Reverse, forward and event driven screening

Generally speaking, periodic screening can be categorized into three unique types: Reverse screening, forward screening and event-driven screening.

Reverse screening: Screening is done by comparing an institution’s database (i.e. list of client details) against the World Check database.  Applications like Norkom or OWS trigger an alert in the event of a partial or potential match.

Example: An institution has 400 client profiles and the World Check database has 2,800 profiles. In reverse screening, the system compares the institution’s 400 profiles against the World Check database list of 2,800 profiles and trigger alerts in the event of any partial or potential match.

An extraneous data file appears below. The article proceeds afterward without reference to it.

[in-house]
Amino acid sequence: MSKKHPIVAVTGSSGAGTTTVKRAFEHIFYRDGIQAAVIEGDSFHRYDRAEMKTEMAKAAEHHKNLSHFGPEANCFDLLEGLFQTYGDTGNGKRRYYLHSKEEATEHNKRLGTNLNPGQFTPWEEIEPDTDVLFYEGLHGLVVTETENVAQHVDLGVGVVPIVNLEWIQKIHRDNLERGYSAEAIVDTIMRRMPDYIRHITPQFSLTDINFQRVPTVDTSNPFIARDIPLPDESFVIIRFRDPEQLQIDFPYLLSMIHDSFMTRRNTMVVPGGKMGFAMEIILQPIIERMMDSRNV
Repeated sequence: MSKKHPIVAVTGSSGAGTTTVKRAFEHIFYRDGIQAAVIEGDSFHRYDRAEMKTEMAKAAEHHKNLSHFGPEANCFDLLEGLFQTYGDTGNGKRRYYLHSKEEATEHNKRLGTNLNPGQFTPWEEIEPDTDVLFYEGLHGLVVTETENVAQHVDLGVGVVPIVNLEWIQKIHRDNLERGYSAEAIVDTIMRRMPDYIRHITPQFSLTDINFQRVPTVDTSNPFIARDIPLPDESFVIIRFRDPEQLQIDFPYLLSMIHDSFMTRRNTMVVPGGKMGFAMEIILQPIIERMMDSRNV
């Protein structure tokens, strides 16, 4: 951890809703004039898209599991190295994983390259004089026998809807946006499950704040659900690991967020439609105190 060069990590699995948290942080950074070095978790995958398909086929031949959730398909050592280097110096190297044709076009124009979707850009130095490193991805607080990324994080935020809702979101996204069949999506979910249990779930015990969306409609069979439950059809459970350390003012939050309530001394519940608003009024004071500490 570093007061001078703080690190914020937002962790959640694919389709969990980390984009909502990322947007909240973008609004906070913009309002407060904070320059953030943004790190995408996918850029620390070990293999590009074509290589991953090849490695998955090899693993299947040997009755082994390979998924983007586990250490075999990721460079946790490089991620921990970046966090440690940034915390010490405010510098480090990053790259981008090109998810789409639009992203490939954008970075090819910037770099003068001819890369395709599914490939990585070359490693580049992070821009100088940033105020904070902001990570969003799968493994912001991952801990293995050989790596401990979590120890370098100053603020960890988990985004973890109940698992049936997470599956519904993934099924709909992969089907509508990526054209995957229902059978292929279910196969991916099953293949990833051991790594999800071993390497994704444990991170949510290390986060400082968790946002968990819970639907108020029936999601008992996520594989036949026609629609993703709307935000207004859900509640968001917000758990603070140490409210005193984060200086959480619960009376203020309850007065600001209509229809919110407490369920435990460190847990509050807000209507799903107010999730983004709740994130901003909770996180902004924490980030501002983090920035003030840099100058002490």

Forward screening: The opposite of reverse screening. Screening is done by comparing the watch list database against an institution’s database, which triggers any potential or partial matches.

Example: the system compares the World Check Database’s 2,800 profiles against the institution’s list of 400 profiles and triggers an alert in the event of potential or partial match.

Forward screening takes place if there is any change in the Bank’s customer name, nationality (dual citizenship) or any alias name added.  The changed name would be compared against the names listed in world check.  If system identifies any potential or partial name match, then an alert would be triggered.